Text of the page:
Laura Snider was born in Manitoba and took a roundabout way of moving to the Columbia Valley.
“I was married in Manitoba just after World War Two started in 1939. My husband, Jack Snider, joined the army and moved to Camp Petawawa. We had our first child in 1941 and when he was five months old his father went overseas,” she said.
After a while Snider was talked into moving from the Prairies to Vancouver where her mother and step-father were living.
“That’s what I did, I got on the train and moved to Vancouver,” she said.
While in Vancouver Snider explained she worked at the only job she would ever have and it was all because of her mother.
“They were looking for girls to work on the street cars because there was a shortage of men at that time. Mom said if I wanted to go to work that she would look after my son. I applied for a job and I got it,” she said.
Snider was hired as a conductor on the street cars until 1945 when her husband returned from the war.
“It was a wonderful job. I loved it. You got to know Vancouver and it was really good,” she said.
When her husband returned he tried to find work in Vancouver but Snider said he was not a the type of person who liked living in a big city.
“I don’t think he looked very hard,” Laura said laughing.
During this time Jack’s father and mother came out to British Columbia and ended up falling in love with the Brisco area. They kept inviting the couple to come out to Brisco to live and eventually that was what they did.
“It has changed a lot. When we first moved out here there was no power and there were only a couple of telephones in Brisco. We had one of the phones and the store had one.”
She added, “Brisco was a pretty quiet place. There was a store, post office and community hall. That was about it,” she said.
Jack started working at the Christmas tree company in Invermere and through his connections with men in forestry industry, the following year he started working in the backcountry around Parson.
“He had a pack horse and a riding horse. He used to go way up into the mountains to keep a lookout for fires,” she said. “My son, Don and I would take our old car and go up to visit him on the weekends.”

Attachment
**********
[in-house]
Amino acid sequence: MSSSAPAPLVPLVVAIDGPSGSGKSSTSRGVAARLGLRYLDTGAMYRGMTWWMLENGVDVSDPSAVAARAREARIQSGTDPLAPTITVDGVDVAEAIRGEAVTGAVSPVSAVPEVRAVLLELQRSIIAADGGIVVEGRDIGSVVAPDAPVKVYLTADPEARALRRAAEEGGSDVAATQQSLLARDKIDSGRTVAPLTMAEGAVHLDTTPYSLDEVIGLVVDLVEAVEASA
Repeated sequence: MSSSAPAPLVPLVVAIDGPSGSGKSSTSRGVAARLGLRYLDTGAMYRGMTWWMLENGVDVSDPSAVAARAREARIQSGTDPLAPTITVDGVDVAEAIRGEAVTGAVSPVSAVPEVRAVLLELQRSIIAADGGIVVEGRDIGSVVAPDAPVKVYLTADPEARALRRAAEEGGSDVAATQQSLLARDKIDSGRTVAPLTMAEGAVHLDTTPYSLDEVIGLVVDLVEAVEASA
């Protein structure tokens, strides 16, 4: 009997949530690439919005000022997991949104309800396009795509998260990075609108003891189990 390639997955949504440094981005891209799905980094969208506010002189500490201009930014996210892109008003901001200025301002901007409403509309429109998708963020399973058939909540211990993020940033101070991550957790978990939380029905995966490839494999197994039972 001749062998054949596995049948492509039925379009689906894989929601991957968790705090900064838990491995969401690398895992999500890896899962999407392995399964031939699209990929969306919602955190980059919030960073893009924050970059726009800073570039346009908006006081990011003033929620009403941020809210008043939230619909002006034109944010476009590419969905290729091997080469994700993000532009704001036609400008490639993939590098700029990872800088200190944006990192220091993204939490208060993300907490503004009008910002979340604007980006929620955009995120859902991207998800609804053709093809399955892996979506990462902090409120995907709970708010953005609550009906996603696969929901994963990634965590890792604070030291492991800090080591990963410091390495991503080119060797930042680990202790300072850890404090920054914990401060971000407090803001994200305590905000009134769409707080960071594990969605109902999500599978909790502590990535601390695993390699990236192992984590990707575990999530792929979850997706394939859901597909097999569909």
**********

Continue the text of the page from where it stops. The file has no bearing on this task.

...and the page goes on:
Eventually Jack got a job offer in Parson so the family once again packed up what they owned and moved.
While the family was moving it was also getting bigger. Laura and Jack would have four sons.
“It was a handful but they were good boys,” she said. “Their dad was a duck hunter and as soon as they were old enough they were out with him.”
Laura said she would take them out when they were younger but she was happy when they reached the age when they could head out with their dad.
“We would be out in the slews looking for ducks when Don was only four years old. I had lots of ducks to clean and pick.”
Snider added that her boys had a wonderful time growing up.
“The boys had a wonderful time, especially when we moved to Nicholson, we were right by the river. We got a boat and they would come home from school and they would be away in the boat. They would go up by the slew and swim,” she said. “They were taught to be careful by their dad and when they were old enough, off they went.”
Snider is now a proud grandmother of 10 grandchildren, eight great grandchildren and one great-great grandchild.
She said she enjoys it when she gets the chance to spend time with all of the children and takes a drive to go see them.
“I don’t know what I would do without my car. It is the only way I can get around. I couldn’t walk to the downtown area.”
As for Golden she said it has developed over the years.
“Golden has changed a lot. Businesses have changed. There are more businesses and they are so modernized now. There is also a new hospital, though I never had to go in the old hospital,” she said.